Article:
Another very basic, yet effective DIY fire starters are cotton balls! The balls themselves will work okay, but when you add in petroleum jelly, aka vaseline – who knew it could be used for this – they work very well!
You may need to get your hands a little messy for this one. Simply put a spoonful of petroleum jelly in your hand, then add a cotton ball and massage the jelly into the ball. Store them in a plastic bag until you are ready to use! Thanks Picky Stitch for this idea!!
6. Sawdust + Wax + Cupcake Liners
If you have someone who enjoys woodworking in your life, take advantage! Ask them to save you some sawdust and you can make a simple siy fire starter for F-R-E-E!
To make this fire starter, you’ll need wax, sawdust, and paper cupcake liners. Then follow these step by step directions:
- Pour a layer of sawdust into the cupcake wrappers, filling them about halfway.
- Melt the wax, then pour a layer of wax on top of the sawdust. Make sure the sawdust is fully submerged.
- Let cool completely.
Don’t have any sawdust on hand? No problem! You can make the same fire starter as above, but with shredded paper instead.
7. Cardboard Egg Cartons!!
You can fill the carton with charcoals, stack them under and between layers of wood, or even make them into wax “pellets” – each “egg spot” can become a fire starter when you fill it with flammable items. Just add a little beeswax to slow the burn time, and you have a portable fire starter you can take anywhere.
If you don’t have beeswax available, you can instead use wax from old candles, or even crayons in a pinch!
To make this homemade fire starter:
- Melt wax in a double boiler until it is fully liquid.
- Take an egg carton and feel each slot with a mound of dryer lint.
- Pour the wax on top of the dryer lint to fill each carton.
- Allow the wax to cool completely, then cut each carton so they are fully divided into 12 sections.
- To use, flip it upside down and light the side with the carton material.
8. Collect Tinder in Burning Discs
We saw these on Pinterest and LOVED them!! (could not find the source, so if this is you let us know so we can link to you!!) Fill a paper cupcake liner with some wadded toilet paper or confetti, add spices like anise pods, cinnamon, cloves, small pine cones! Not only will your fire start quickly, it will smell AH-MAZ-ING!
Now that I know how easy they are to make and have on hand all the time, I’ll never struggle with lighting a fire again. These fire starters help you get a fire blazing in no time (and for a lot less money)!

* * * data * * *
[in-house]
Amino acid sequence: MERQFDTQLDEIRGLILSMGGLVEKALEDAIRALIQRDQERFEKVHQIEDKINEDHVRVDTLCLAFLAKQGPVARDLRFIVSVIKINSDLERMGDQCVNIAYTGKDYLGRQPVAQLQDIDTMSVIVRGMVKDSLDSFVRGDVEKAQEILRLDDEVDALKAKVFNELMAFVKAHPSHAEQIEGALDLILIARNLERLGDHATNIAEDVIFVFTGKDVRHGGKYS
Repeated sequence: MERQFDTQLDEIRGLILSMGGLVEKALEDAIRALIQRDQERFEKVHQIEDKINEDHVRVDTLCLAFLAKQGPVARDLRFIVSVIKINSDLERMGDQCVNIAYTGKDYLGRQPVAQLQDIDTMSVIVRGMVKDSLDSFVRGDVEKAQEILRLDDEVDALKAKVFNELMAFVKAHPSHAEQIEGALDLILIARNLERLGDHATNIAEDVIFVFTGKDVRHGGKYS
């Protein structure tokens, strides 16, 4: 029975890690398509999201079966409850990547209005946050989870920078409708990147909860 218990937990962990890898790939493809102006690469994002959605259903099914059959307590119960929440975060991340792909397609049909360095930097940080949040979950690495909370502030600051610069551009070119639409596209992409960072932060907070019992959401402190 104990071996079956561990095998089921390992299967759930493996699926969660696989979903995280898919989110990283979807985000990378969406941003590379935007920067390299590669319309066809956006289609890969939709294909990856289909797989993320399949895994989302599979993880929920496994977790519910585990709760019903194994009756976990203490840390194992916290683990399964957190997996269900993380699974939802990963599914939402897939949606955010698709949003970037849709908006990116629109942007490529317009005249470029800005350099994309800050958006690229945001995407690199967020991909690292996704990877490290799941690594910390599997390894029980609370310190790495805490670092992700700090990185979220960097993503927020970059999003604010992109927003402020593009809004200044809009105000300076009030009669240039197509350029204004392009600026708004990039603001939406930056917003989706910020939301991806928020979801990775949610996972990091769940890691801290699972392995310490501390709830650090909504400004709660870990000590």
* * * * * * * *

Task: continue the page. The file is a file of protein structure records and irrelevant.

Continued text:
While many of these ideas can be used both indoors and outdoors, read the directions carefully just in case one is too dangerous for an indoor fire. We want you to stay safe and warm.
If you’re in the mood to try something a little more involved or different, give some of these clever DIY fire starter projects a try!
9. Build a Mini Fireplace – In a Can
This is literally the most genius mini-campfire! You take cardboard (plain brown and without dyes is best) make a coil with the cardboard as tight as you possibly can, pour wax over the cardboard – or vaseline if that’s what you have on-hand… and viola! You have a mini household or backpack-ready fire pit!
10. Create a DIY Fire Starters Kit to Take Camping
Complete with matches, a striker, cotton balls, small pieces of wood, and even marshmallows, creating a firestarter tin will help you be prepared for any camping trip.
11. Make Waterproof DIY Fire Starters
Make waterproof fire starters for your survival bag. These are simply sections of straw stuffed with cotton and sealed at both ends. Easy peasy and you don’t have to worry about it drying out or moisture getting in!
12. DIY Fire Starter Kit
All of these ideas we’ve given you…put them in a jar as a gift!! Yes, a jar of DIY fire starters!! Put some matches, a striking surface, tinder (pine needles, dried leaves, etc.), and some sage (to keep the bugs away) in a mason jar, and decorate it nicely.
Aren’t these ideas amazing? I love that you don’t need expensive tools in order to start a fire when you go camping.
With these recipes and projects, you don’t need to spend tons of money on buying expensive fire starter supplies – or need to worry about running out of your supplies again.
Instead, you can simply use common, everyday materials that you already have to make your own campfire starters and always have reliable homemade fire starters on hand.